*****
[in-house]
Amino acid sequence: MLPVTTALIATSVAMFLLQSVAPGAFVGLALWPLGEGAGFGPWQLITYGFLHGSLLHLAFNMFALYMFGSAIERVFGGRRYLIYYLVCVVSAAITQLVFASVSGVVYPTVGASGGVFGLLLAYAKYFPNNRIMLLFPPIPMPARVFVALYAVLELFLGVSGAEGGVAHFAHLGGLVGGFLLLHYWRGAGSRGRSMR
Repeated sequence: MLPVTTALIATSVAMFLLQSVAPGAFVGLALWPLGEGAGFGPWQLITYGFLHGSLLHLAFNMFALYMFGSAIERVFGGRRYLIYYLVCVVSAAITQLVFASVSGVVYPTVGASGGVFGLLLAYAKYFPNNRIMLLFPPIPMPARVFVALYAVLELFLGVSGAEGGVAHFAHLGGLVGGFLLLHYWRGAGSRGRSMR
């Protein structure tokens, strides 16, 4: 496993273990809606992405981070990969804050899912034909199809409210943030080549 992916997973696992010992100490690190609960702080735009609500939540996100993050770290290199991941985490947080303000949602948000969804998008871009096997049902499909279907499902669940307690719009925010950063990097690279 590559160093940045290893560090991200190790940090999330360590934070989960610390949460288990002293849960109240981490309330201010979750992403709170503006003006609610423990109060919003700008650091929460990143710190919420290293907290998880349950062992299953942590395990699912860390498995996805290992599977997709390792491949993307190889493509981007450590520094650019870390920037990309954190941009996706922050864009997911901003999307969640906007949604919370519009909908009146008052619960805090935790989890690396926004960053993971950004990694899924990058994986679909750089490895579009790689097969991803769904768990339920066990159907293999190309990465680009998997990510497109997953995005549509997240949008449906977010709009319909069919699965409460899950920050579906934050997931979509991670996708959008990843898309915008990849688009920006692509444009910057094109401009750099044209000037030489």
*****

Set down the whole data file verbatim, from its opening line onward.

[in-house]
Amino acid sequence: MLPVTTALIATSVAMFLLQSVAPGAFVGLALWPLGEGAGFGPWQLITYGFLHGSLLHLAFNMFALYMFGSAIERVFGGRRYLIYYLVCVVSAAITQLVFASVSGVVYPTVGASGGVFGLLLAYAKYFPNNRIMLLFPPIPMPARVFVALYAVLELFLGVSGAEGGVAHFAHLGGLVGGFLLLHYWRGAGSRGRSMR
Repeated sequence: MLPVTTALIATSVAMFLLQSVAPGAFVGLALWPLGEGAGFGPWQLITYGFLHGSLLHLAFNMFALYMFGSAIERVFGGRRYLIYYLVCVVSAAITQLVFASVSGVVYPTVGASGGVFGLLLAYAKYFPNNRIMLLFPPIPMPARVFVALYAVLELFLGVSGAEGGVAHFAHLGGLVGGFLLLHYWRGAGSRGRSMR
């Protein structure tokens, strides 16, 4: 496993273990809606992405981070990969804050899912034909199809409210943030080549 992916997973696992010992100490690190609960702080735009609500939540996100993050770290290199991941985490947080303000949602948000969804998008871009096997049902499909279907499902669940307690719009925010950063990097690279 590559160093940045290893560090991200190790940090999330360590934070989960610390949460288990002293849960109240981490309330201010979750992403709170503006003006609610423990109060919003700008650091929460990143710190919420290293907290998880349950062992299953942590395990699912860390498995996805290992599977997709390792491949993307190889493509981007450590520094650019870390920037990309954190941009996706922050864009997911901003999307969640906007949604919370519009909908009146008052619960805090935790989890690396926004960053993971950004990694899924990058994986679909750089490895579009790689097969991803769904768990339920066990159907293999190309990465680009998997990510497109997953995005549509997240949008449906977010709009319909069919699965409460899950920050579906934050997931979509991670996708959008990843898309915008990849688009920006692509444009910057094109401009750099044209000037030489």